Sounds a lot like what KnowNow was building + an object router.
Will the "refresh" button become obsolete?
By John Borland
Staff Writer, CNET News.com
April 1, 2001, 9:00 p.m. PT
A new company backed by Netscape founder Marc Andreessen and MIT Labs
Director Nicolas Negroponte is bringing real-time information updates to
the Web browser. No longer will stock traders and eBay aficionados have to
refresh their browser windows: Bang Networks' service will update the stock
price or auction bids they're looking at as the changes happen.
Bang is trying to create a version of the Net that's more like a stock
trader's always-moving ticker, or the interactive face of a PC software
program, than today's static Web pages. Analysts are warm to the idea,
though they say the most interesting applications for the idea probably
will be found beyond real-time updates of financial information or sports
"It's really clever and definitely expands the envelope of the feasible,"
said Jupiter Research analyst Peter Christy. "It's taking care of one of
the design problems in the browser, which is that you can't push
information to the browser even if it's willing."
The service functions by creating a constant connection to a Web browser
from a parallel content network run by Bang, a little like Akamai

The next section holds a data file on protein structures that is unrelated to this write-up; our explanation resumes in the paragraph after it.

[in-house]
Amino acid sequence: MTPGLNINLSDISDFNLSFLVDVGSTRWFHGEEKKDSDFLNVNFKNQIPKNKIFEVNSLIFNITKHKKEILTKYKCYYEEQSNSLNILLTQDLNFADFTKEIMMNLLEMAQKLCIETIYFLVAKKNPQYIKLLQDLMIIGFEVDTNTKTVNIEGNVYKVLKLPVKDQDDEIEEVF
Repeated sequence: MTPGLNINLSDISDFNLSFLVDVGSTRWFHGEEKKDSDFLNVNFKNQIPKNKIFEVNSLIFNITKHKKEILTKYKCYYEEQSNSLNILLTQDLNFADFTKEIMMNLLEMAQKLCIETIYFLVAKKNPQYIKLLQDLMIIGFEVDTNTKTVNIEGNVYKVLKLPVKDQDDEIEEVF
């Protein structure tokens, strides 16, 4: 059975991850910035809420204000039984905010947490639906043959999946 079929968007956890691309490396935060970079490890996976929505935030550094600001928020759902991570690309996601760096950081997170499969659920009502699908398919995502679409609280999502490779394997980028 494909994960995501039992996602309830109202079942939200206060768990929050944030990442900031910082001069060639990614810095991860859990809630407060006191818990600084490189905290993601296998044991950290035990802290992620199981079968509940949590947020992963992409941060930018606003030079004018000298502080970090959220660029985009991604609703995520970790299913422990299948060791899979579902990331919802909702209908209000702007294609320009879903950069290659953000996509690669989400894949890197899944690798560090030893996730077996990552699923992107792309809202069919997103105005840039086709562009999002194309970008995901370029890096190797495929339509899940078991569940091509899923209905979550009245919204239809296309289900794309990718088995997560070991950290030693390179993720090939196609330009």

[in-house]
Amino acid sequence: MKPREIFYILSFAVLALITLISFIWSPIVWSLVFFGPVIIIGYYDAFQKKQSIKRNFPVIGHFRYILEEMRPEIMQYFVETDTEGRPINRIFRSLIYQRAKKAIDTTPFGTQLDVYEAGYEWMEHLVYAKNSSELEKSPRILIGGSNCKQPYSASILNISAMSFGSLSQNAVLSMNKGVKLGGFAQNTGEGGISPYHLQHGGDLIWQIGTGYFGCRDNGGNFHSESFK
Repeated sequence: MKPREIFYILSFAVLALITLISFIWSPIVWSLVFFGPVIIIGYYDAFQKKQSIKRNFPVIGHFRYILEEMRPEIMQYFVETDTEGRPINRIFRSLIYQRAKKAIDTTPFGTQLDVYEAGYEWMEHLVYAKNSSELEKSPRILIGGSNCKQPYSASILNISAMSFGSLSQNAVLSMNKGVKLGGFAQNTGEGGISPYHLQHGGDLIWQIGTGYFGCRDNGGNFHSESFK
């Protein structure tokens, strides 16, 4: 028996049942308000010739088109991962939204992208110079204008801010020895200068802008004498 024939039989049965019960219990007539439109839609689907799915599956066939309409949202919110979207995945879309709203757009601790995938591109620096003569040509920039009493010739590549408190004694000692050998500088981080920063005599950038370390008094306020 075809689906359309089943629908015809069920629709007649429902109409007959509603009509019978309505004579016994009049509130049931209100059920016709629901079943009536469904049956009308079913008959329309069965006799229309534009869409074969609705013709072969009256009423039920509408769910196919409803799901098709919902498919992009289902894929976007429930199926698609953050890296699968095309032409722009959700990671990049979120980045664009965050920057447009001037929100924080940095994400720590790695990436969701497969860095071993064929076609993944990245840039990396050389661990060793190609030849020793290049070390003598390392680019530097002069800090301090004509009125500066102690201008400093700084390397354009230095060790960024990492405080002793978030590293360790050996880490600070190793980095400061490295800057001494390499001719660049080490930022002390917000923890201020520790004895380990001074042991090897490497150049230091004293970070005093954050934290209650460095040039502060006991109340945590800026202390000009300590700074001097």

Technology's decentralized network of content servers. A surfer on Excite,
for example, would load a full page from the original source, but then the
site would establish a direct connection between Bang's network and her
browser. This would remain open as long as she is on the site, updating
changes in the page as they're made.
This also reduces bandwidth costs for Web sites, since they don't have to
send the full page to the surfer every time she wants another updated stock
quote or sports score.
The service launches shortly after the launch of a rival, FineGround
Networks, which performs much the same activity though an entirely
different technology model.
Bang, which managed to win $18 million in funding during last fall's
venture capital drought, is launching with a few strong customers,
including Excite@Home and Dow Jones.
But executives said the consumer audience for real-time updates inside Web
browsers probably isn't as large as inside corporations or financial
institutions, where a few seconds can actually translate into meaningful
"Those businesses are all about information," said Bang President Bob
Rosin. "Everybody wants to move to the Internet (for their information),
but there hasn't been good technologies to do this."
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